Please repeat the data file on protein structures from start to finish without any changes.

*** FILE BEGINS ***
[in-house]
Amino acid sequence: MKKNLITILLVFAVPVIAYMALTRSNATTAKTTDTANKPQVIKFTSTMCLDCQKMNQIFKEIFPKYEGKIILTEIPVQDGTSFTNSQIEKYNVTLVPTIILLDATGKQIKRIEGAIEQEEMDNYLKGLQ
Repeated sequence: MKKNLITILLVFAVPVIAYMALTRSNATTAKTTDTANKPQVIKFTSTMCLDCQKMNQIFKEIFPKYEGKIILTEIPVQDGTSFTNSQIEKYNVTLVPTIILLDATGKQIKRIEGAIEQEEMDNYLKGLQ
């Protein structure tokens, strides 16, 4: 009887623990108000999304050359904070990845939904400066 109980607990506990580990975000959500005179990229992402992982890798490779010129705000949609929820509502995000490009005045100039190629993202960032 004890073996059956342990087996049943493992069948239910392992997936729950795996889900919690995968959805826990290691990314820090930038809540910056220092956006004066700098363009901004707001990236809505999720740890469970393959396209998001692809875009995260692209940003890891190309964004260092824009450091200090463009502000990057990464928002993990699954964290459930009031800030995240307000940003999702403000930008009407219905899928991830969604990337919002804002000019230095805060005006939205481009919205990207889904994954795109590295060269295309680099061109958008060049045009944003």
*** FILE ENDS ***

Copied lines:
[in-house]
Amino acid sequence: MKKNLITILLVFAVPVIAYMALTRSNATTAKTTDTANKPQVIKFTSTMCLDCQKMNQIFKEIFPKYEGKIILTEIPVQDGTSFTNSQIEKYNVTLVPTIILLDATGKQIKRIEGAIEQEEMDNYLKGLQ
Repeated sequence: MKKNLITILLVFAVPVIAYMALTRSNATTAKTTDTANKPQVIKFTSTMCLDCQKMNQIFKEIFPKYEGKIILTEIPVQDGTSFTNSQIEKYNVTLVPTIILLDATGKQIKRIEGAIEQEEMDNYLKGLQ
């Protein structure tokens, strides 16, 4: 009887623990108000999304050359904070990845939904400066 109980607990506990580990975000959500005179990229992402992982890798490779010129705000949609929820509502995000490009005045100039190629993202960032 004890073996059956342990087996049943493992069948239910392992997936729950795996889900919690995968959805826990290691990314820090930038809540910056220092956006004066700098363009901004707001990236809505999720740890469970393959396209998001692809875009995260692209940003890891190309964004260092824009450091200090463009502000990057990464928002993990699954964290459930009031800030995240307000940003999702403000930008009407219905899928991830969604990337919002804002000019230095805060005006939205481009919205990207889904994954795109590295060269295309680099061109958008060049045009944003």